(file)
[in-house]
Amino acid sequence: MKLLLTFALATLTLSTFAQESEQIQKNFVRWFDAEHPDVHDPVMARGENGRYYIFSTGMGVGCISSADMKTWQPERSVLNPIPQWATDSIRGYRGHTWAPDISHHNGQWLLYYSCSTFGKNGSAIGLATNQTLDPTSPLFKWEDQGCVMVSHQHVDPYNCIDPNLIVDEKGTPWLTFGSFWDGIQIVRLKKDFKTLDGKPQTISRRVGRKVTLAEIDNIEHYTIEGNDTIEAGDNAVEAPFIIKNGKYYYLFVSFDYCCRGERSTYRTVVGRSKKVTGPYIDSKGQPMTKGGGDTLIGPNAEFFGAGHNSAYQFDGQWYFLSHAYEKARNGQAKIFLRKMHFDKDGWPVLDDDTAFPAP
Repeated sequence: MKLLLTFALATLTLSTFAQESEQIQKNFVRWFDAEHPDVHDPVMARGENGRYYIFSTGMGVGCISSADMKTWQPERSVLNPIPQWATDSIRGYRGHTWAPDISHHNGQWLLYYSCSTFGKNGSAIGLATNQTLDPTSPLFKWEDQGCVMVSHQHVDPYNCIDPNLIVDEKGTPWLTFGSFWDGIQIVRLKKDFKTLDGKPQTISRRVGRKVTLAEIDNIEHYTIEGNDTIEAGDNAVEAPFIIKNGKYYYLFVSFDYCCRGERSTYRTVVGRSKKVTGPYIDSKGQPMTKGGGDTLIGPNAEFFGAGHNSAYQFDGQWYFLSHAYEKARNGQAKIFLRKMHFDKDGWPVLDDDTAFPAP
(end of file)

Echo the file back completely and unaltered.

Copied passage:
[in-house]
Amino acid sequence: MKLLLTFALATLTLSTFAQESEQIQKNFVRWFDAEHPDVHDPVMARGENGRYYIFSTGMGVGCISSADMKTWQPERSVLNPIPQWATDSIRGYRGHTWAPDISHHNGQWLLYYSCSTFGKNGSAIGLATNQTLDPTSPLFKWEDQGCVMVSHQHVDPYNCIDPNLIVDEKGTPWLTFGSFWDGIQIVRLKKDFKTLDGKPQTISRRVGRKVTLAEIDNIEHYTIEGNDTIEAGDNAVEAPFIIKNGKYYYLFVSFDYCCRGERSTYRTVVGRSKKVTGPYIDSKGQPMTKGGGDTLIGPNAEFFGAGHNSAYQFDGQWYFLSHAYEKARNGQAKIFLRKMHFDKDGWPVLDDDTAFPAP
Repeated sequence: MKLLLTFALATLTLSTFAQESEQIQKNFVRWFDAEHPDVHDPVMARGENGRYYIFSTGMGVGCISSADMKTWQPERSVLNPIPQWATDSIRGYRGHTWAPDISHHNGQWLLYYSCSTFGKNGSAIGLATNQTLDPTSPLFKWEDQGCVMVSHQHVDPYNCIDPNLIVDEKGTPWLTFGSFWDGIQIVRLKKDFKTLDGKPQTISRRVGRKVTLAEIDNIEHYTIEGNDTIEAGDNAVEAPFIIKNGKYYYLFVSFDYCCRGERSTYRTVVGRSKKVTGPYIDSKGQPMTKGGGDTLIGPNAEFFGAGHNSAYQFDGQWYFLSHAYEKARNGQAKIFLRKMHFDKDGWPVLDDDTAFPAP